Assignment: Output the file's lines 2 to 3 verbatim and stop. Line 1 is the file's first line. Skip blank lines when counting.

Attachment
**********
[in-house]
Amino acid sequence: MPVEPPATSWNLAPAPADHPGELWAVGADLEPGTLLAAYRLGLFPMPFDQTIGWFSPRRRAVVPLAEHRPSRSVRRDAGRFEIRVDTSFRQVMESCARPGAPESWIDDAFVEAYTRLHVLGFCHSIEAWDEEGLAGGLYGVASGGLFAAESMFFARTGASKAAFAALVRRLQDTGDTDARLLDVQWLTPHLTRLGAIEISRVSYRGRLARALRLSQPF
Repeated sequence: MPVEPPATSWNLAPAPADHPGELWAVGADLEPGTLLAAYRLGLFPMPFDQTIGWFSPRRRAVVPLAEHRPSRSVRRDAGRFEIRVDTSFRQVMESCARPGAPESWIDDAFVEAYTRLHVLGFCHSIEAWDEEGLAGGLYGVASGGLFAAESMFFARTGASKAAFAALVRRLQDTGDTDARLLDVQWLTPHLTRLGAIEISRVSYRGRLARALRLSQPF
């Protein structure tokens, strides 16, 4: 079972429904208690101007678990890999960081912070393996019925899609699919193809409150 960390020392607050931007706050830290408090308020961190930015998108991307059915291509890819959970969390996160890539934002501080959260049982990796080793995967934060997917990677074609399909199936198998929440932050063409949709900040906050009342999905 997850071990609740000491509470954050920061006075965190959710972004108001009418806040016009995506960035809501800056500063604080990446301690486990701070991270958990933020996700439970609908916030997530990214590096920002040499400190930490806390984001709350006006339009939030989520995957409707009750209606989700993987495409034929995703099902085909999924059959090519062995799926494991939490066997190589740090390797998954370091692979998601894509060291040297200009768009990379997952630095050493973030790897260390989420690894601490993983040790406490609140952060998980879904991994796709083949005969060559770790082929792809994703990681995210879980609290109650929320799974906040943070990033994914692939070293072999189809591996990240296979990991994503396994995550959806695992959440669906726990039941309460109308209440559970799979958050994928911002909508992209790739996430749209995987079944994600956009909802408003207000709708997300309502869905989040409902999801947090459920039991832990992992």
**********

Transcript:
Amino acid sequence: MPVEPPATSWNLAPAPADHPGELWAVGADLEPGTLLAAYRLGLFPMPFDQTIGWFSPRRRAVVPLAEHRPSRSVRRDAGRFEIRVDTSFRQVMESCARPGAPESWIDDAFVEAYTRLHVLGFCHSIEAWDEEGLAGGLYGVASGGLFAAESMFFARTGASKAAFAALVRRLQDTGDTDARLLDVQWLTPHLTRLGAIEISRVSYRGRLARALRLSQPF
Repeated sequence: MPVEPPATSWNLAPAPADHPGELWAVGADLEPGTLLAAYRLGLFPMPFDQTIGWFSPRRRAVVPLAEHRPSRSVRRDAGRFEIRVDTSFRQVMESCARPGAPESWIDDAFVEAYTRLHVLGFCHSIEAWDEEGLAGGLYGVASGGLFAAESMFFARTGASKAAFAALVRRLQDTGDTDARLLDVQWLTPHLTRLGAIEISRVSYRGRLARALRLSQPF